17 Things to Consider When Franchising a Social Enterprise
6 July 2015 - Devi Clark

Annette Dhami, from Impact Hub Islington and Brixton, is something of an expert on franchising. On 11th June 2015 she agreed to share with participants on the Impact Hub Scaling and BENISI programmes some of the key issues to think about when franchising their social enterprise.

The training was so good we wanted to share some of the key points that we learned from this content packed and enlightening session. So, with thanks to Annette, here they are:

1. Write a separate business plan with forecasts for yourself as a franchisor, rather than including it in the business plan for your core business. It might help to think of your core business as one of the franchisees.

2. Select your pilot franchisee super rigorously. Doing so will pay off later, helping you to avoid sorting out messes created if you picked the wrong person. Find people with values that align with yours as well as the skill and motivation to make the franchise work.

3. Running a pilot franchise to iron out teething problems before offering franchises more widely is highly recommended.

4. Plan how you are going to market your franchises and find excellent franchisees.

5. Create a manual or portal with guidelines for your franchisees. How much you include will depend on how much you want to dictate how they do things and how much is up to them.

6. Create other resources to share with your franchisee. This might include Customer Relationship Management (CRM) systems, branding guidelines and materials, human resources templates, finance systems or templates, communications tools and templates, products and services.

7. Typical things for a franchisor to provide to a franchisee as they start up, in return for their ‘Initial Franchise Fee (IFF) are: the licence / permission to use the branding, intellectual property (IP) and operating systems; a pack of start-up materials (such as business stationery); a training course; and support on a marketing launch.

8. For a commercial franchise, the fee paid to the franchisor can range from £10-20K for owner operator to over £20K for larger management businesses. It is considered good practice for commercial franchises to seek to only cover their costs with these fees, not to make a margin. Social franchises often charge less because they want to maximise the impact and spread their idea, but they still need to meet their costs, some meet this gap by charging a higher MSF (see below) until they re-coup that cost, some offer a more slim-line package to their franchisees to reduce costs.

9. Typical things for a franchisor to provide to a franchisor on an ongoing basis in return for a Management Service Fee (MSF) are some or all of the following: mentoring or peer support networks, administration or finance support (e.g. accounting), lead generation support, technical support, marketing support, product/service and systems development, IT (website and email), software set up such as CRM systems, ongoing training.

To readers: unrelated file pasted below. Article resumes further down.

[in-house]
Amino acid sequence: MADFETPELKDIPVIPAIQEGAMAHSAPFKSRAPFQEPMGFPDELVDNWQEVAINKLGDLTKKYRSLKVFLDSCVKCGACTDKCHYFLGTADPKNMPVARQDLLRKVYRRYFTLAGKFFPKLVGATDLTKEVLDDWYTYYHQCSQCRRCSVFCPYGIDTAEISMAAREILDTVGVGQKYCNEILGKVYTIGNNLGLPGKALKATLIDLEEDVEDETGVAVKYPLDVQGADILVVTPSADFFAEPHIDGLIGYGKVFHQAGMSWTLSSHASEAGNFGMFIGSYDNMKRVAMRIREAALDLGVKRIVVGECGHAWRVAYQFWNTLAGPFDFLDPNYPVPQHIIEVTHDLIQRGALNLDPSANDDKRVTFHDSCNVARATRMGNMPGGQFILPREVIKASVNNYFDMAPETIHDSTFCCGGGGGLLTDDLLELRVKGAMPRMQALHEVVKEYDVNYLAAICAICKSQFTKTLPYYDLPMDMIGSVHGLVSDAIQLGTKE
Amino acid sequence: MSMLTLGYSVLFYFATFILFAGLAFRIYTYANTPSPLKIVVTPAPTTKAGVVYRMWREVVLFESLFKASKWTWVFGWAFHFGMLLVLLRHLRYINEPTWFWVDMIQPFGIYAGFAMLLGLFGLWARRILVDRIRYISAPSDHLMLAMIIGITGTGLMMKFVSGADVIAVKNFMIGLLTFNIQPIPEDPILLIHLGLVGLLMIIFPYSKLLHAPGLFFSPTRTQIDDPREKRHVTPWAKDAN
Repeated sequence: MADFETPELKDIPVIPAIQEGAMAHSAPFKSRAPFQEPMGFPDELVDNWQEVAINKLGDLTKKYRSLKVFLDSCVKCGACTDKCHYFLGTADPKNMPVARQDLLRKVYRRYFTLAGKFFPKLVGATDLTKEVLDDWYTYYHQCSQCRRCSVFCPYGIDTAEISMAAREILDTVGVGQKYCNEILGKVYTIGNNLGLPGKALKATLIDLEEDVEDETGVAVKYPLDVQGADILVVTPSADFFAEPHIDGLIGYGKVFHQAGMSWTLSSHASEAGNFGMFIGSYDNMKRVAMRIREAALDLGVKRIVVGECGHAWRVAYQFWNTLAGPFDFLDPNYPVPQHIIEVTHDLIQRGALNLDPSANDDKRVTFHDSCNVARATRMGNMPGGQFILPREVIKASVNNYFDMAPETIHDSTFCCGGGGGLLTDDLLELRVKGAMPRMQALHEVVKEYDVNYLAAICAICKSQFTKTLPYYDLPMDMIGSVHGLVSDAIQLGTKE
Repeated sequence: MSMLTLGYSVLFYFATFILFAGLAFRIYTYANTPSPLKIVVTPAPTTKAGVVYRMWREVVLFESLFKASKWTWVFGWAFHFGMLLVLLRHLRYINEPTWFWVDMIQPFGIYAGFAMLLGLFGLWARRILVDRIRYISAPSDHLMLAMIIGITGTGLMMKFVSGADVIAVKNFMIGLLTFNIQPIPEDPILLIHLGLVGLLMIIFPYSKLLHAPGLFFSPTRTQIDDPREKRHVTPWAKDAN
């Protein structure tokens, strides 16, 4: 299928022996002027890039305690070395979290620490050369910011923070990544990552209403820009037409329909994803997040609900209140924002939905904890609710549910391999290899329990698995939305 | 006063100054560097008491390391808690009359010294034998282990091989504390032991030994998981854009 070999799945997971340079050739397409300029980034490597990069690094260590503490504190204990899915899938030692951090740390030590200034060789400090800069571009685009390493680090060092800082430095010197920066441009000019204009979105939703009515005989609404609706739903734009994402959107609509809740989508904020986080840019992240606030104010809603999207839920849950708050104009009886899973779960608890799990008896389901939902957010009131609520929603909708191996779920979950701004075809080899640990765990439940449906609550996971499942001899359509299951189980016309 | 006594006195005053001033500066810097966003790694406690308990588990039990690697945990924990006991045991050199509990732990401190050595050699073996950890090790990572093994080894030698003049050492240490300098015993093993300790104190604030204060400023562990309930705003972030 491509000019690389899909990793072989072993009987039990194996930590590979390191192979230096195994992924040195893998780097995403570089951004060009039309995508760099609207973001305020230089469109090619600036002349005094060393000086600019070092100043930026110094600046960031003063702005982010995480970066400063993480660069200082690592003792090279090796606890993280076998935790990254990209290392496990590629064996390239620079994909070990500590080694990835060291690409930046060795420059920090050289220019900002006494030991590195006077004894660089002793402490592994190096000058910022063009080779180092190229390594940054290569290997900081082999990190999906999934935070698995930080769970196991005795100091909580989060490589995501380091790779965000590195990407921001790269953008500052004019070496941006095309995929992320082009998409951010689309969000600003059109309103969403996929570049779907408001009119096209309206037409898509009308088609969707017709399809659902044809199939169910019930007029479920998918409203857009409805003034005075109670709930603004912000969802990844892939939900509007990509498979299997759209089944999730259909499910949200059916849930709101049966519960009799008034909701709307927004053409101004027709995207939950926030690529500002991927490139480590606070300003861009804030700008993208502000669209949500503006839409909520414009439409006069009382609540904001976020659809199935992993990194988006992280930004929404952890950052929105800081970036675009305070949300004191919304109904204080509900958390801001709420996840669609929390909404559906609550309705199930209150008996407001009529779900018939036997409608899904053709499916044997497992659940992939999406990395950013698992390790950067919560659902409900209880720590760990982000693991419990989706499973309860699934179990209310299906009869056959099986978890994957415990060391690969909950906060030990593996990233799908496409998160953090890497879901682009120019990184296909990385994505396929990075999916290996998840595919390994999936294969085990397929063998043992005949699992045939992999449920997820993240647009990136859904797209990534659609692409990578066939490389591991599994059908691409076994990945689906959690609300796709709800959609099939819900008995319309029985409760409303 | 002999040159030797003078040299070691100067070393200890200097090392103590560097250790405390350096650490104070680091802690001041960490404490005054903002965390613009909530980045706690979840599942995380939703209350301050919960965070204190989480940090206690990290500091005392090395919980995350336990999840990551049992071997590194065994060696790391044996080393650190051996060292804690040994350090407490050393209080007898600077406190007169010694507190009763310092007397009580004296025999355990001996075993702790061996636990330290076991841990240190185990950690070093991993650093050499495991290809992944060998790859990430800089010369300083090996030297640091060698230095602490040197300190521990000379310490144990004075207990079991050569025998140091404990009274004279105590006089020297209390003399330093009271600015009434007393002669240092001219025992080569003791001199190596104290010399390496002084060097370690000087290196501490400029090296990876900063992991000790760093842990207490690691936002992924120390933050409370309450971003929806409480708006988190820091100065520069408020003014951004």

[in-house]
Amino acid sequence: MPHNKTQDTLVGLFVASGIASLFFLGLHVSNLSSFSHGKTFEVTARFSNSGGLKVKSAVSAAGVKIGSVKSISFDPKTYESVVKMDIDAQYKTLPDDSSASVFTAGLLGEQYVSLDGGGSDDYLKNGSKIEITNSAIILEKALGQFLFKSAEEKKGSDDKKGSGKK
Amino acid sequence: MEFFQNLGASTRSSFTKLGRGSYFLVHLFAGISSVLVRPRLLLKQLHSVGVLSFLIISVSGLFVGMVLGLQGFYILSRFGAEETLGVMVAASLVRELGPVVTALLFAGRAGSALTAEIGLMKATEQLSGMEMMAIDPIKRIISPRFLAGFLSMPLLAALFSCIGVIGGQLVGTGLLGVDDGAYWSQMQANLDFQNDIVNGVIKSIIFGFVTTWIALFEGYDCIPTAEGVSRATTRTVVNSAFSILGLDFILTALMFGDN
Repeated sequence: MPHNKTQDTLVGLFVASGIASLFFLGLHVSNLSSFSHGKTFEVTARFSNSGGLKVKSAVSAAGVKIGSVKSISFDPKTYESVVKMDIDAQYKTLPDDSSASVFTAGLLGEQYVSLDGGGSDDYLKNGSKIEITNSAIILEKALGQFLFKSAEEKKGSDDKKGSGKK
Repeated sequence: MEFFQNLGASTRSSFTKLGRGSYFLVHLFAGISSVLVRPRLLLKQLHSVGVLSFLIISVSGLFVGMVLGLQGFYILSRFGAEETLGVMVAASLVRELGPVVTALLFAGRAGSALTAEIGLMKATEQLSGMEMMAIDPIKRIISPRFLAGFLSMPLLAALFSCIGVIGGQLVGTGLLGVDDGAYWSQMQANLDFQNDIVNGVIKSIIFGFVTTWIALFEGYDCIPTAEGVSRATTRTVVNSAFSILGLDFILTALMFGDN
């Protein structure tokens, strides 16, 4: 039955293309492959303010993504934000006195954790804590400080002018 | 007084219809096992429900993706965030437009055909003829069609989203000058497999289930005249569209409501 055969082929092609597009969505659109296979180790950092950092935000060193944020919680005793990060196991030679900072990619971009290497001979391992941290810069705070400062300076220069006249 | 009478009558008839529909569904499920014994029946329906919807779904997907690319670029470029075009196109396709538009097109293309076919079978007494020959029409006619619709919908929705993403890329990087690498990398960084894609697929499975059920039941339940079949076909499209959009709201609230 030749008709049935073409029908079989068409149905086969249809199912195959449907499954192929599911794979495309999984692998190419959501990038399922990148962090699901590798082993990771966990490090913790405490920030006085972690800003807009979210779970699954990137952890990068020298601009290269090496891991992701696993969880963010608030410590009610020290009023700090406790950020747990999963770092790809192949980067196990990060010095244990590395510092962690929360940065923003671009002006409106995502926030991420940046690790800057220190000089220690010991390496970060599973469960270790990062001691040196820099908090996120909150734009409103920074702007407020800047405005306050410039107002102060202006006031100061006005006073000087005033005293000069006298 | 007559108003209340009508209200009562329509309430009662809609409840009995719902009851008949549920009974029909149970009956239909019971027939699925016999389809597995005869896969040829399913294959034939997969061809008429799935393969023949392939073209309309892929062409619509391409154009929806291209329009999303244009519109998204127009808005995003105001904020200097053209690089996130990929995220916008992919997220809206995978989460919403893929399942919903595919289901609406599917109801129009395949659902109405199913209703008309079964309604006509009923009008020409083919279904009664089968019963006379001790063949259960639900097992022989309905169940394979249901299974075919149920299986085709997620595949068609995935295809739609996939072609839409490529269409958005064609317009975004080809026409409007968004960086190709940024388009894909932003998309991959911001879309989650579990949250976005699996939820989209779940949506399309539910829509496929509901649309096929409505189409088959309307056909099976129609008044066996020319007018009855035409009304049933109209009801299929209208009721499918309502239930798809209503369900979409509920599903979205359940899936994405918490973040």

10. For a commercial franchise a typical MSF would be 8-10% of the turnover (not profit) of the franchisee, or a fixed fee. On top of this, there may be a charge of 1-2% for national marketing campaigns, such as press or TV campaigns that benefit all franchisees.

11. A franchise is a reciprocal arrangement. Both parties benefit from the franchisees success – finically and reputation-wise. For a social franchise you are also growing your impact.

12. Commercial franchises tend to operate on a top down basis, with the franchisor in charge. Some social franchises are more bottom up and democratic – with some aspects in common with co-operative systems. An example is the Impact Hub network where the ‘franchisor’ organisation’s key decisions are decided by a majority vote by the franchisees.

13. Creating a clear franchise agreement is vital. It can be as long as 50 pages and details what each party is providing to the other, and makes clear what might happen in a range of scenarios – e.g. if a party wishes to exit the agreement or is unable to run the business.

14. A franchise is normally offered on the basis of a territory, which is calculated based on the number of potential customers in the area. So, a franchise in a city would be smaller because the population is denser than a franchise in a rural area. In the UK there are territory mapping services that can work out suitable territories for your specific market.

15. Franchise agreement terms tend to last five years and franchisees normally have the automatic right to renewal (on successfully fulfilling the agreement) unless actively broken at that point.

16. Franchise agreements tend to include non-competitor restrictions that stop your franchisee operating a similar business or using your training and IP within a certain number of years in the same territory under a different brand.

17. Start by working out what materials you need to prepare, and how much resource you need to prepare them. Next work out what resource you will need on an ongoing basis to provide support to your franchisees and deal with queries and problems.

Be careful not to underestimate the resource and time these will take. Build these into your forecasts and see how it will affect your business before you make any commitments to others.

For those interested in setting up a governance structure for an international organisation, our next training is a webinar on global governance on the 22nd July. Details coming soon.